10. AnbalaganS, BonettiD, LucchiniG, LongheseMP (2011) Rif1 supports the function of the CST complex in yeast telomere capping. PLoS Genet 7: e1002024 doi: 10.1371/journal.pgen.1002024.

11. LingnerJ, CooperJP, CechTR (1995) Telomerase and DNA end replication: no longer a lagging strand problem? Science 269: 1533–1534.

12. HugN, LingnerJ (2006) Telomere length homeostasis. Chromosoma 115: 413–425.

13. LundbladV, SzostakJW (1989) A mutant with a defect in telomere elongation leads to senescence in yeast. Cell 57: 633–643.

14. GottschlingDE, AparicioOM, BillingtonBL, ZakianVA (1990) Position effect at S. cerevisiae telomeres: reversible repression of Pol II transcription. Cell 63: 751–762.

15. CockellM, PalladinoF, LarocheT, KyrionG, LiuC, et al. (1995) The carboxy termini of Sir4 and Rap1 affect Sir3 localization: evidence for a multicomponent complex required for yeast telomeric silencing. J Cell Biol 129: 909–924.

16. KeoghMC, KurdistaniSK, MorrisSA, AhnSH, PodolnyV, et al. (2005) Cotranscriptional set2 methylation of histone H3 lysine 36 recruits a repressive Rpd3 complex. Cell 123: 593–605.

17. EhrentrautS, WeberJM, DybowskiJN, HoffmannD, Ehrenhofer-MurrayAE (2010) Rpd3-dependent boundary formation at telomeres by removal of Sir2 substrate. Proc Natl Acad Sci U S A 107: 5522–5527.

18. ZhouJ, ZhouBO, LenzmeierBA, ZhouJQ (2009) Histone deacetylase Rpd3 antagonizes Sir2-dependent silent chromatin propagation. Nucleic Acids Res 37: 3699–3713.

19. RundlettSE, CarmenAA, KobayashiR, BavykinS, TurnerBM, et al. (1996) HDA1 and RPD3 are members of distinct yeast histone deacetylase complexes that regulate silencing and transcription. Proc Natl Acad Sci U S A 93: 14503–14508.

20. GriffithJD, ComeauL, RosenfieldS, StanselRM, BianchiA, et al. (1999) Mammalian telomeres end in a large duplex loop. Cell 97: 503–514.

21. de LangeT (2004) T-loops and the origin of telomeres. Nat Rev Mol Cell Biol 5: 323–329.

22. CesareAJ, QuinneyN, WillcoxS, SubramanianD, GriffithJD (2003) Telomere looping in P. sativum (common garden pea). Plant J 36: 271–279.

23. Munoz-JordanJL, CrossGA, de LangeT, GriffithJD (2001) t-loops at trypanosome telomeres. EMBO J 20: 579–588.

24. RaicesM, VerdunRE, ComptonSA, HaggblomCI, GriffithJD, et al. (2008) C. elegans telomeres contain G-strand and C-strand overhangs that are bound by distinct proteins. Cell 132: 745–757.

25. StanselRM, de LangeT, GriffithJD (2001) T-loop assembly in vitro involves binding of TRF2 near the 3′ telomeric overhang. EMBO J 20: 5532–5540.

26. CesareAJ, Groff-VindmanC, ComptonSA, McEachernMJ, GriffithJD (2008) Telomere loops and homologous recombination-dependent telomeric circles in a Kluyveromyces lactis telomere mutant strain. Mol Cell Biol 28: 20–29.

27. TomaskaL, WillcoxS, SlezakovaJ, NosekJ, GriffithJD (2004) Taz1 binding to a fission yeast model telomere: formation of telomeric loops and higher order structures. J Biol Chem 279: 50764–50772.

28. de BruinD, KantrowSM, LiberatoreRA, ZakianVA (2000) Telomere folding is required for the stable maintenance of telomere position effects in yeast. Mol Cell Biol 20: 7991–8000.

29. de BruinD, ZamanZ, LiberatoreRA, PtashneM (2001) Telomere looping permits gene activation by a downstream UAS in yeast. Nature 409: 109–113.

30. Strahl-BolsingerS, HechtA, LuoK, GrunsteinM (1997) SIR2 and SIR4 interactions differ in core and extended telomeric heterochromatin in yeast. Genes Dev 11: 83–93.

31. TongAH, EvangelistaM, ParsonsAB, XuH, BaderGD, et al. (2001) Systematic genetic analysis with ordered arrays of yeast deletion mutants. Science 294: 2364–2368.

32. MaereS, HeymansK, KuiperM (2005) BiNGO: a Cytoscape plugin to assess overrepresentation of gene ontology categories in biological networks. Bioinformatics 21: 3448–3449.

33. GoudsouzianLK, TuzonCT, ZakianVA (2006) S. cerevisiae Tel1p and Mre11p are required for normal levels of Est1p and Est2p telomere association. Mol Cell 24: 603–610.

34. HarariY, RubinsteinL, KupiecM (2011) An anti-checkpoint activity for rif1. PLoS Genet 7: e1002421 doi:10.1371/journal.pgen.1002421.

35. RibeyreC, ShoreD (2012) Anticheckpoint pathways at telomeres in yeast. Nat Struct Mol Biol 19: 307–313.

36. TaddeiA, Van HouweG, NagaiS, ErbI, van NimwegenE, et al. (2009) The functional importance of telomere clustering: global changes in gene expression result from SIR factor dispersion. Genome Res 19: 611–625.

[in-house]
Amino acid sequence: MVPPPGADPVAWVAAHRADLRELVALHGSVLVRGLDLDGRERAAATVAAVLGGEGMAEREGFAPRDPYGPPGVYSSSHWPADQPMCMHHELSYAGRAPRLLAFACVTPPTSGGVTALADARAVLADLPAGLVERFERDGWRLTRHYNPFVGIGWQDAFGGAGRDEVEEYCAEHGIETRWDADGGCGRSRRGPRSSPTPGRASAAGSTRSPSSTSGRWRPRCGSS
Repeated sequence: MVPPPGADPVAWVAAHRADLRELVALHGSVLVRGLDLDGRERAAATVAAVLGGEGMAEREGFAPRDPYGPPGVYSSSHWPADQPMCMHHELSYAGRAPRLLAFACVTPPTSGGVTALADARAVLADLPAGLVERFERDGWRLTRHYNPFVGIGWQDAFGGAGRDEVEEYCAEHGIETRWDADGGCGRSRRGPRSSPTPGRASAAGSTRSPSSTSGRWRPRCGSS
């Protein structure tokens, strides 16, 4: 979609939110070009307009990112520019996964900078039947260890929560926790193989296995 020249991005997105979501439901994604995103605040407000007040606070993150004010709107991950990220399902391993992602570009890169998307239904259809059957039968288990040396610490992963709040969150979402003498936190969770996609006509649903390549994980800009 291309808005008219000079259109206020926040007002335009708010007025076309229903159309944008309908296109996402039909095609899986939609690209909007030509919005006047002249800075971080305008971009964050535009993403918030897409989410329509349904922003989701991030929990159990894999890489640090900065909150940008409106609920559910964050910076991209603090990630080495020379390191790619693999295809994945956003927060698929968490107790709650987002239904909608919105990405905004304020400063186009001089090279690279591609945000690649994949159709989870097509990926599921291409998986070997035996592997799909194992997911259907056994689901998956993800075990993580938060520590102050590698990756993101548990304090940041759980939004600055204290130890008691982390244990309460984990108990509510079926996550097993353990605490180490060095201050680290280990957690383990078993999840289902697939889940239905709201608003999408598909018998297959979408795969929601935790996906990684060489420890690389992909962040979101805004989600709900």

37. BurgioG, CipressaF, IngrassiaAM, CenciG, CoronaDF (2011) The histone deacetylase Rpd3 regulates the heterochromatin structure of Drosophila telomeres. J Cell Sci 124: 2041–2048.

38. AddinallSG, DowneyM, YuM, ZubkoMK, DewarJ, et al. (2008) A genomewide suppressor and enhancer analysis of cdc13-1 reveals varied cellular processes influencing telomere capping in Saccharomyces cerevisiae. Genetics 180: 2251–2266.

39. AddinallSG, HolsteinEM, LawlessC, YuM, ChapmanK, et al. (2011) Quantitative fitness analysis shows that NMD proteins and many other protein complexes suppress or enhance distinct telomere cap defects. PLoS Genet 7: e1001362 doi:10.1371/journal.pgen.1001362.

40. ChangM, DittmarJC, RothsteinR (2011) Long telomeres are preferentially extended during recombination-mediated telomere maintenance. Nat Struct Mol Biol 18: 451–456.

41. Hsin-Yu ChangCL, AddinallStephen G, OexleSarah, TaschukMorgan, WipatAnil, WilkinsonDarren J, LydallDavid (2011) Genome-Wide Analysis to Identify Pathways Affecting Telomere-Initiated Senescence in Budding Yeast. G3 3: 197–208.

42. MaicherM, KastnerL, DeesM, LukeB (2012) Telomere transcription casuses replication dependent telomere shortening and promotes cellular senescence. Nucleic Acids Research In Press.

43. AskreeSH, YehudaT, SmolikovS, GurevichR, HawkJ, et al. (2004) A genome-wide screen for Saccharomyces cerevisiae deletion mutants that affect telomere length. Proc Natl Acad Sci U S A 101: 8658–8663.

44. GatbontonT, ImbesiM, NelsonM, AkeyJM, RuderferDM, et al. (2006) Telomere length as a quantitative trait: genome-wide survey and genetic mapping of telomere length-control genes in yeast. PLoS Genet 2: e35 doi:10.1371/journal.pgen.0020035.

45. ThamWH, ZakianVA (2002) Transcriptional silencing at Saccharomyces telomeres: implications for other organisms. Oncogene 21: 512–521.

46. GrunsteinM (1997) Molecular model for telomeric heterochromatin in yeast. Curr Opin Cell Biol 9: 383–387.

47. PrydeFE, LouisEJ (1999) Limitations of silencing at native yeast telomeres. EMBO J 18: 2538–2550.

48. Guthrie C, Fink GR (1991) Guide to Yeast Genetics and Molecular Biology. London: Academic Press. 93 p.

49. XueY, RushtonMD, MaringeleL (2011) A novel checkpoint and RPA inhibitory pathway regulated by Rif1. PLoS Genet 7: e1002417 doi:10.1371/journal.pgen.1002417.

Genetika Reprodukční medicína

Článek vyšel v časopise

PLOS Genetics

2012 Číslo 9

Nejčtenější v tomto čísle

Tomuto tématu se dále věnují…


Zvyšte si kvalifikaci online z pohodlí domova

Faktory ovlivňující léčbu levotyroxinem
nový kurz

Kurz originály vs. generika

Terapie osteoartrózy v praxi
Autoři: MUDr. Marta Olejárová, CSc.

Klinické aspekty léčby psoriázy u žen
Autoři: MUDr. Filip Rob, Ph.D

Význam mikronizovaných flavonoidů v léčbě chronické žilní nedostatečnosti
Autoři: MUDr. Jiří Slíva, Ph.D.

Všechny kurzy
Zapomenuté heslo

Nemáte účet?  Registrujte se

Zapomenuté heslo

Zadejte e-mailovou adresu se kterou jste vytvářel(a) účet, budou Vám na ni zaslány informace k nastavení nového hesla.


Nemáte účet?  Registrujte se